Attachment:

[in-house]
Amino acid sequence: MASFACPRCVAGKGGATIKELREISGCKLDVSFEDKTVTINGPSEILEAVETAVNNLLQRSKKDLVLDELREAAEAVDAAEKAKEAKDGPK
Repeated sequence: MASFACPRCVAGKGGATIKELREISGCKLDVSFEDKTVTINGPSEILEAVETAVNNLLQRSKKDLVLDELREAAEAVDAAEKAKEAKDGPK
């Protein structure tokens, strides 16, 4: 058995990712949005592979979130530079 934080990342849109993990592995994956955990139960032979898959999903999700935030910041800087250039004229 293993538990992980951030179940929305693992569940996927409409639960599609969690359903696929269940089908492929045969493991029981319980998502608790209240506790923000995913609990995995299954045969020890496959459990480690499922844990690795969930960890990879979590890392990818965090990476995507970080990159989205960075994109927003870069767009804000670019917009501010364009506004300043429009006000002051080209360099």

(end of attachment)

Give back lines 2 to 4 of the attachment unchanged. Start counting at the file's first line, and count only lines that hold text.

Amino acid sequence: MASFACPRCVAGKGGATIKELREISGCKLDVSFEDKTVTINGPSEILEAVETAVNNLLQRSKKDLVLDELREAAEAVDAAEKAKEAKDGPK
Repeated sequence: MASFACPRCVAGKGGATIKELREISGCKLDVSFEDKTVTINGPSEILEAVETAVNNLLQRSKKDLVLDELREAAEAVDAAEKAKEAKDGPK
């Protein structure tokens, strides 16, 4: 058995990712949005592979979130530079 934080990342849109993990592995994956955990139960032979898959999903999700935030910041800087250039004229 293993538990992980951030179940929305693992569940996927409409639960599609969690359903696929269940089908492929045969493991029981319980998502608790209240506790923000995913609990995995299954045969020890496959459990480690499922844990690795969930960890990879979590890392990818965090990476995507970080990159989205960075994109927003870069767009804000670019917009501010364009506004300043429009006000002051080209360099």